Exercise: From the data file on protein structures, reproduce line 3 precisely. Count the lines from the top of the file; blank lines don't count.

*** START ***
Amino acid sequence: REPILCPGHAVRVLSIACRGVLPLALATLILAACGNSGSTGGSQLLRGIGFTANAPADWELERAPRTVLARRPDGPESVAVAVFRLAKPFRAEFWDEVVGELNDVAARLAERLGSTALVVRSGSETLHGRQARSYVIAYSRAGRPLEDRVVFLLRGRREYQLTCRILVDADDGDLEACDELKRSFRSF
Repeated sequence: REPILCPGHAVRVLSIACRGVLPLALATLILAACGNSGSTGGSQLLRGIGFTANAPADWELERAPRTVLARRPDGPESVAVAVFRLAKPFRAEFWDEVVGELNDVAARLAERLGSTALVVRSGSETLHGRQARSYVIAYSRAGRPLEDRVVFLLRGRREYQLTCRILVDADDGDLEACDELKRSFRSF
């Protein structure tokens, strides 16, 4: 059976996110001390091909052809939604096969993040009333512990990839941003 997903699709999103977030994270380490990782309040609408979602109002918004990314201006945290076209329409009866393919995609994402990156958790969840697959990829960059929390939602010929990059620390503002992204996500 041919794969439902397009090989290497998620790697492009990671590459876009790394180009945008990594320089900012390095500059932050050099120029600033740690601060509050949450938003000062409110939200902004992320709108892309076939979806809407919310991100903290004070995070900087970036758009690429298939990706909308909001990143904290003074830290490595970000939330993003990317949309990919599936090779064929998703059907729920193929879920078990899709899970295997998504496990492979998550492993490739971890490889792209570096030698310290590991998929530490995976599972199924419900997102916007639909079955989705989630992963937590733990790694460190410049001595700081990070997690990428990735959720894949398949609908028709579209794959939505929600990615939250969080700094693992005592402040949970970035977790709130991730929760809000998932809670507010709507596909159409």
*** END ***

């Protein structure tokens, strides 16, 4: 059976996110001390091909052809939604096969993040009333512990990839941003 997903699709999103977030994270380490990782309040609408979602109002918004990314201006945290076209329409009866393919995609994402990156958790969840697959990829960059929390939602010929990059620390503002992204996500 041919794969439902397009090989290497998620790697492009990671590459876009790394180009945008990594320089900012390095500059932050050099120029600033740690601060509050949450938003000062409110939200902004992320709108892309076939979806809407919310991100903290004070995070900087970036758009690429298939990706909308909001990143904290003074830290490595970000939330993003990317949309990919599936090779064929998703059907729920193929879920078990899709899970295997998504496990492979998550492993490739971890490889792209570096030698310290590991998929530490995976599972199924419900997102916007639909079955989705989630992963937590733990790694460190410049001595700081990070997690990428990735959720894949398949609908028709579209794959939505929600990615939250969080700094693992005592402040949970970035977790709130991730929760809000998932809670507010709507596909159409």